The verse begins with the Greek ‘didaskein’ (“to teach”), one of the activities that 1 Tim 2:12 is prohibiting women from doing. Interpreters usually connect “a man” from later in the verse to this verb, thus yielding “to teach a man.” However, this interpretation does not hold up grammatically. For “a man” to be brought forward to connect with “to teach” in this way, the Greek word would need to be spelled ‘andra‘. However, it is actually spelled ‘andros‘ here, indicating it is not intended to connect with “to teach”, but rather, is intended to connect with the verb ‘authentein’ appearing later in the verse (the meaning of this Greek word is in dispute, and so, is left untranslated here; part FIVE will take a detailed look into this word).
If ‘didaskein’ is not being used in the sense of “to teach a man,” in what sense is it being used? Just as ‘didaskein’ forms a doublet with ‘authentein’ here in 1 Tim 2:12, it forms a doublet with another verb every other time it is used in the letter of 1 Timothy as well:
“not to teach another doctrine nor to become preoccupied with myths” (1:3-4)
“proclaim [God is Savior of all] and teach them” (4:11)
“teach these things and exhort [slaves to respect their masters] (6:2)
“teaches a different doctrine and does not agree with wholesome words” (6:3)
Note how the verb paired in each case with ‘didaskein’ provides some indication of the content of the teaching. Therefore, when we see the pattern of “’didaskein’ + another verb” in 1 Tim 2:12, we should expect the other verb (‘authentein’) to provide some indication of the content of the teaching Paul is here prohibiting. A finding by Philip Barton Payne supports this view. He points out that Paul usually uses the Greek word ‘oude’ to bring together two closely related ideas. In this case, it is “to teach” at the beginning of the verse and the Greek word ‘authentein’ that are being linked, and together convey the meaning of Paul’s prohibition. In other words, ‘authentein’ designates what sort of teaching is prohibited to women.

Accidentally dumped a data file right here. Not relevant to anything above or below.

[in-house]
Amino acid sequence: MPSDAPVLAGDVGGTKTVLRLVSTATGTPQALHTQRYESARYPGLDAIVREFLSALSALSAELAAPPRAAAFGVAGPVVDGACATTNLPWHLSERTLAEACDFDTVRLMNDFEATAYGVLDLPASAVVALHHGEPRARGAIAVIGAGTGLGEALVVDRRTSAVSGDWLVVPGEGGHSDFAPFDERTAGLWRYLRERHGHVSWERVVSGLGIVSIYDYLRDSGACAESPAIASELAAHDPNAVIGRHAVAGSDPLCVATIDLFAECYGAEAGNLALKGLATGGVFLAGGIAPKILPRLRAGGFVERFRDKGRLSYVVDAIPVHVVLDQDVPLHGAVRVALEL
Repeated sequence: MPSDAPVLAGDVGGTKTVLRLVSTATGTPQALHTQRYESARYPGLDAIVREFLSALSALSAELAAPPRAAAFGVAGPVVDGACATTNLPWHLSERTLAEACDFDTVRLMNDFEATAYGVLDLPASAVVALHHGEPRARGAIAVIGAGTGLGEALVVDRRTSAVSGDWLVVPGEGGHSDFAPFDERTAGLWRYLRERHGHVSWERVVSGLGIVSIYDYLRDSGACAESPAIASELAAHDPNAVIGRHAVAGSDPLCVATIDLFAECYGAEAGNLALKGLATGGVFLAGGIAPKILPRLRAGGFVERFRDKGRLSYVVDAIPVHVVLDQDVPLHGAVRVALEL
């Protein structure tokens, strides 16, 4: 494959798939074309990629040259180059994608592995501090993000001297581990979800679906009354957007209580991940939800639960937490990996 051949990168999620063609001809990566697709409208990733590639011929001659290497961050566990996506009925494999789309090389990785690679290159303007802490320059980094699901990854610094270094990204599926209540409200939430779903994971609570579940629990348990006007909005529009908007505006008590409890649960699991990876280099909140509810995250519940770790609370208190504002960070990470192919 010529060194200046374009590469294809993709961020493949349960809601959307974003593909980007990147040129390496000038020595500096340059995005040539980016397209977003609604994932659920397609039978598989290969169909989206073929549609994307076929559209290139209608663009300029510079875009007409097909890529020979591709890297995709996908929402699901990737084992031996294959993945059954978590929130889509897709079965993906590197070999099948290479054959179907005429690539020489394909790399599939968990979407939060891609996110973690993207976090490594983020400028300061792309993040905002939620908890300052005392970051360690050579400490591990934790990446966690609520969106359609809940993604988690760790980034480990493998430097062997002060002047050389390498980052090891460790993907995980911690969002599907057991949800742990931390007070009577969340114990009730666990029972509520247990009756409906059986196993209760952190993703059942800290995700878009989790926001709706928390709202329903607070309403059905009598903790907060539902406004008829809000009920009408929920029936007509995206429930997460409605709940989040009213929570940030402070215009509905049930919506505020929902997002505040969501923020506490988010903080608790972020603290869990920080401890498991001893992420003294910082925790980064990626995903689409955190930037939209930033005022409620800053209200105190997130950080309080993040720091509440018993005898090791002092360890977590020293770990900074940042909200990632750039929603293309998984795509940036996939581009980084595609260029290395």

This understanding fits better with the witness of the New Testament than does seeing in 1 Tim 2:12 a universal prohibition against women teaching men. 2 Tim 2:2 instructs, “The things which you have heard from me in the presence of many witnesses, these entrust to faithful persons [‘anthropos’ = ‘human being’, either male or female] who will be able to teach others also.” Also, Acts 18:26b reports that Priscilla “explained to Apollos the way of the Lord more accurately.” Further, 1 Cor 11:5 explains what women should do when prophesying which, according to 1 Cor 14:3, consists of “edification, and exhortation, and consolation,” these elements containing basic elements of Christian instruction.
John Toew’s examination of the Greek verb ‘epitrepo’ (“I allow, permit”) used in the first half of verse 12 provides evidence that 1 Tim 2:12 is not intended as a universal prohibition. He notes that when this word occurs in the Septuagint (Greek translation of Old Testament), it is used to address a specific and limited situation (not a universal one); this fits with the idea that Paul is here addressing a particular circumstance, not laying down a universal prohibition.